I live in Ottawa, Canada, and even I found this image stunning.
Winter is here, but it has been too “warm” (a relative term) to produce ice thick enough to support people on the Rideau Canal Skateway—the world’s largest skating rink. The conditions did produce this natural beauty though.
I’ll take it, even as I count the days until I can tie up my skates to glide on that ice.
Did you know that Scholl Exercise Sandals boxes are the perfect size for holding plastic slide containers? We have several Scholl boxes full of slides in our basement.
I’ve been transferring some old photos from slides to digital. As I sorted through the images choosing which ones to transfer, I contemplated the Scholl’s box.
Exercise sandals? In no way was that footwear appropriate for exercise.
I owned several pairs myself and loved them, but I never once wore them to go for a run, or even a brisk walk for that matter. I would never have considered wearing them to join a pick-up game of ball.
Those sandals count as exercise footwear only if anything we put on our feet to walk around is also to be considered exercise wear: exercise rubber boots, exercise, socks, exercise stilettos.
Great marketing idea, I guess, because people love to think they are exercising, but accurate? I don’t think so.
We’re still falling for similar misleading advertising for diet and exercise products, according to this Saturday Evening Post article: “Con Watch: Avoiding Weight Loss Scams.” Will we never learn?
I’m going to put on my exercise slippers and walk to the fridge while I think about it.
But, how can we hasten slowly? Isn’t that an oxymoron?
And yet, it seems we do. All the good stuff comes out of hastening slowly.
A university degree: scribbling notes and typing assignments during caffeine-driven all-nighters . . . for four years
A thriving marriage: juggling careers and taking whirlwind vacations, chasing around after toddlers, paying down the mortgage . . . for decades
Children: pacing the floor during sleepless nights, car pooling to hockey games, gritting teeth at parent-teacher interviews, wanting everything to be perfect for them . . . for, well, forever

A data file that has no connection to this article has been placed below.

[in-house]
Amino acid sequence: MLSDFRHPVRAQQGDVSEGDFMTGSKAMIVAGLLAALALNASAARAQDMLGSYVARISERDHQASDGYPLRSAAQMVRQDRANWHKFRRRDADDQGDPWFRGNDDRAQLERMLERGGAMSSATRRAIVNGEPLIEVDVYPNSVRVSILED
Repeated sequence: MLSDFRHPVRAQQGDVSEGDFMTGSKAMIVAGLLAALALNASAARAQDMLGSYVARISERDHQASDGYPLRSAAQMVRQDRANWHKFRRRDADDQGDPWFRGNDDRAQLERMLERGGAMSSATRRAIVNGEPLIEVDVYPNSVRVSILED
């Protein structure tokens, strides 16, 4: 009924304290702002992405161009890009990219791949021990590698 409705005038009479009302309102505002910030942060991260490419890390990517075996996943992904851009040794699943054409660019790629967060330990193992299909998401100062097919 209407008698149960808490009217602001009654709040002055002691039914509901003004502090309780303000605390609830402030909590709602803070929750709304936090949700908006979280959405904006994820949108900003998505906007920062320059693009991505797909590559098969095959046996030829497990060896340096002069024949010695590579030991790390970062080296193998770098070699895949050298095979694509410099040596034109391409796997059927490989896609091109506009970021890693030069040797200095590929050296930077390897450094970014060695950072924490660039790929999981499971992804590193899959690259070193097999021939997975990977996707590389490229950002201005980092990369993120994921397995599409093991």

Published writing: handwriting first drafts, transcribing messy second drafts, editing, reading aloud, pacing, getting up in the middle of the night to change a word . . . for days, weeks, years
When rewards are slow coming, it is easy to get discouraged. Whether it is raising money for a good cause, learning a language, landing a recording contract, establishing the perfect garden, or mastering the “Moonlight Sonata” on piano, we must push on.
And if we stop typing, juggling, paying, pacing, gritting, planting, weeding, watering, playing, practising, reciting, conversing—if we stop hastening—then we never reach the goal.
Whatever your destination, hasten to it, and slowly you will arrive.
So, I’ve had time on my hands, you know? Good time to sort through photos.
I found some oldies-but-goodies from the days of film. Remember when we had to shoot off a roll without knowing how the shots turned out until developed? None of this “Oh, that’s not a good one. Delete.”
Some of these old photos are terrible. And they are so, so wonderful.
Like this one of my mother- and father-in-law dancing at a hall in Toronto. They are the couple in the very bottom right corner of a crooked photo of . . . pillars, more than anything. But I love it. See how happy they are? Don’t you wish you were that happy right now?
This is my grandmother, probably around 1983 or so. It’s a terrible picture—crooked and overexposed with light from the window—but I love it. She lived with us for the last year of her life, and she spent a lot of time knitting by the fire. Our dog used to sit like Snoopy on his dog house on the back of the chair beside her. This terrible photo makes my heart as warm as the fire she was sitting beside.
We can’t forget the classic “thumb over the lens” pictures. Here’s one of my father-in-law, red polka-dot hat on his head, hammer in hand. What is not to love about this terrible, wonderful photo?